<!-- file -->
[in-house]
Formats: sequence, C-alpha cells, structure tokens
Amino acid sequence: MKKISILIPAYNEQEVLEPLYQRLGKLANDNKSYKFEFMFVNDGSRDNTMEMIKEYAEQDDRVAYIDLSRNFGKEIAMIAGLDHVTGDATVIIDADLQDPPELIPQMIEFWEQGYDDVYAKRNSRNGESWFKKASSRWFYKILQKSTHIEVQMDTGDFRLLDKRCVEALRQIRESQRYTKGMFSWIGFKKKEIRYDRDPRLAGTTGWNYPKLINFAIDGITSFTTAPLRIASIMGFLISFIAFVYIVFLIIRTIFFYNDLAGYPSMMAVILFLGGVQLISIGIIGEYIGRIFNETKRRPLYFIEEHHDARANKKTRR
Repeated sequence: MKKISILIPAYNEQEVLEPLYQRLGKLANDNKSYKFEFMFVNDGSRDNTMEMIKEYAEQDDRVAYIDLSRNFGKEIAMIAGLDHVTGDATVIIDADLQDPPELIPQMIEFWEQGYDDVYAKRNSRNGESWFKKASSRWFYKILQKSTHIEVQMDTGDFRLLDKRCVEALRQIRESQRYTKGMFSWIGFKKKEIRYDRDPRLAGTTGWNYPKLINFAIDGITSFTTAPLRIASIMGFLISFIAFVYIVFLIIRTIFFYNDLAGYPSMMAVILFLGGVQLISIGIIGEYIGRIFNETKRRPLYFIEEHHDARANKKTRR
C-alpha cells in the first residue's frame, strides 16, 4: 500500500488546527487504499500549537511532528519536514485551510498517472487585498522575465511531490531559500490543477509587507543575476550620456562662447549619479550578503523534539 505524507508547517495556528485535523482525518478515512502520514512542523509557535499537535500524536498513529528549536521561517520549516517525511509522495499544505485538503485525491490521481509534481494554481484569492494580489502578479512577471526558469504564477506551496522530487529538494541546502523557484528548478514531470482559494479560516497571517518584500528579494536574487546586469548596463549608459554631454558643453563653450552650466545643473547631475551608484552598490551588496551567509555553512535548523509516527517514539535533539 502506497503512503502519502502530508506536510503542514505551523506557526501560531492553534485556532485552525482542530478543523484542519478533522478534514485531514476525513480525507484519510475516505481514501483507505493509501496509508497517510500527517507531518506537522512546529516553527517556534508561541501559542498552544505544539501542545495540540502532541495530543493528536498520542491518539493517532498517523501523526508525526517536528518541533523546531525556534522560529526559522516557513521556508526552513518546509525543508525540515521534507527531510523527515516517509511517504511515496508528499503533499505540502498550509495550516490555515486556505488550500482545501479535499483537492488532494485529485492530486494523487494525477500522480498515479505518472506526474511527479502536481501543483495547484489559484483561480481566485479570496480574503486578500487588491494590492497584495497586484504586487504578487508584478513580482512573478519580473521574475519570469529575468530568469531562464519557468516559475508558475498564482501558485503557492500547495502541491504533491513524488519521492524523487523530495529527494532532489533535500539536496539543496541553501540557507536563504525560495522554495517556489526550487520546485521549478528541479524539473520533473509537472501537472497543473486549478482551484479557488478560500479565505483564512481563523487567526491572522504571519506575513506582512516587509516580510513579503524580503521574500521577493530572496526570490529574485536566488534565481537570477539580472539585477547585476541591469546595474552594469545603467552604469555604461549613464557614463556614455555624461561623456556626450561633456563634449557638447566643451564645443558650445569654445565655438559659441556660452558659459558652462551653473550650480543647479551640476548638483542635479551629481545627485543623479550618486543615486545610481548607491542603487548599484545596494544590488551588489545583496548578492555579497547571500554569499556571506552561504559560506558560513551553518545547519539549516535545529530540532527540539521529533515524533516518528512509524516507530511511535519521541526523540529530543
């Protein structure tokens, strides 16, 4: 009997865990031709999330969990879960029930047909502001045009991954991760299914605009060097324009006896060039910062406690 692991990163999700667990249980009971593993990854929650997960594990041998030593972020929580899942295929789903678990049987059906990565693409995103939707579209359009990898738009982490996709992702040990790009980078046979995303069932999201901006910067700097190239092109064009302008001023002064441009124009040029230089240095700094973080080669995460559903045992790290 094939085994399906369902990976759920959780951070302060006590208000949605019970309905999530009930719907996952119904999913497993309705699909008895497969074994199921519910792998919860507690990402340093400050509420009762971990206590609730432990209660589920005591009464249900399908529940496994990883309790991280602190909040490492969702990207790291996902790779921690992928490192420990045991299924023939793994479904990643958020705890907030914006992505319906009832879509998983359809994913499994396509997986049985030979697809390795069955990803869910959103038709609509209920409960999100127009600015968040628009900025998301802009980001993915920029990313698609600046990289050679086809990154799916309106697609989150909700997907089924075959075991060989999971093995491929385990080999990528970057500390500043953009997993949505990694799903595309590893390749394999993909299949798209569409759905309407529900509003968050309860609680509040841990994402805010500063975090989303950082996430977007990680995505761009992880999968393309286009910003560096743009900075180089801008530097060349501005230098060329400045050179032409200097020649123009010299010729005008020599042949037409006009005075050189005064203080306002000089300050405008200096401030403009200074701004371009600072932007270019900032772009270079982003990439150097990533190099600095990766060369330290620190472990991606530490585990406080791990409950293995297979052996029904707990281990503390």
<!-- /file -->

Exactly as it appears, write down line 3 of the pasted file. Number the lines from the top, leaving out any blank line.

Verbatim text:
Amino acid sequence: MKKISILIPAYNEQEVLEPLYQRLGKLANDNKSYKFEFMFVNDGSRDNTMEMIKEYAEQDDRVAYIDLSRNFGKEIAMIAGLDHVTGDATVIIDADLQDPPELIPQMIEFWEQGYDDVYAKRNSRNGESWFKKASSRWFYKILQKSTHIEVQMDTGDFRLLDKRCVEALRQIRESQRYTKGMFSWIGFKKKEIRYDRDPRLAGTTGWNYPKLINFAIDGITSFTTAPLRIASIMGFLISFIAFVYIVFLIIRTIFFYNDLAGYPSMMAVILFLGGVQLISIGIIGEYIGRIFNETKRRPLYFIEEHHDARANKKTRR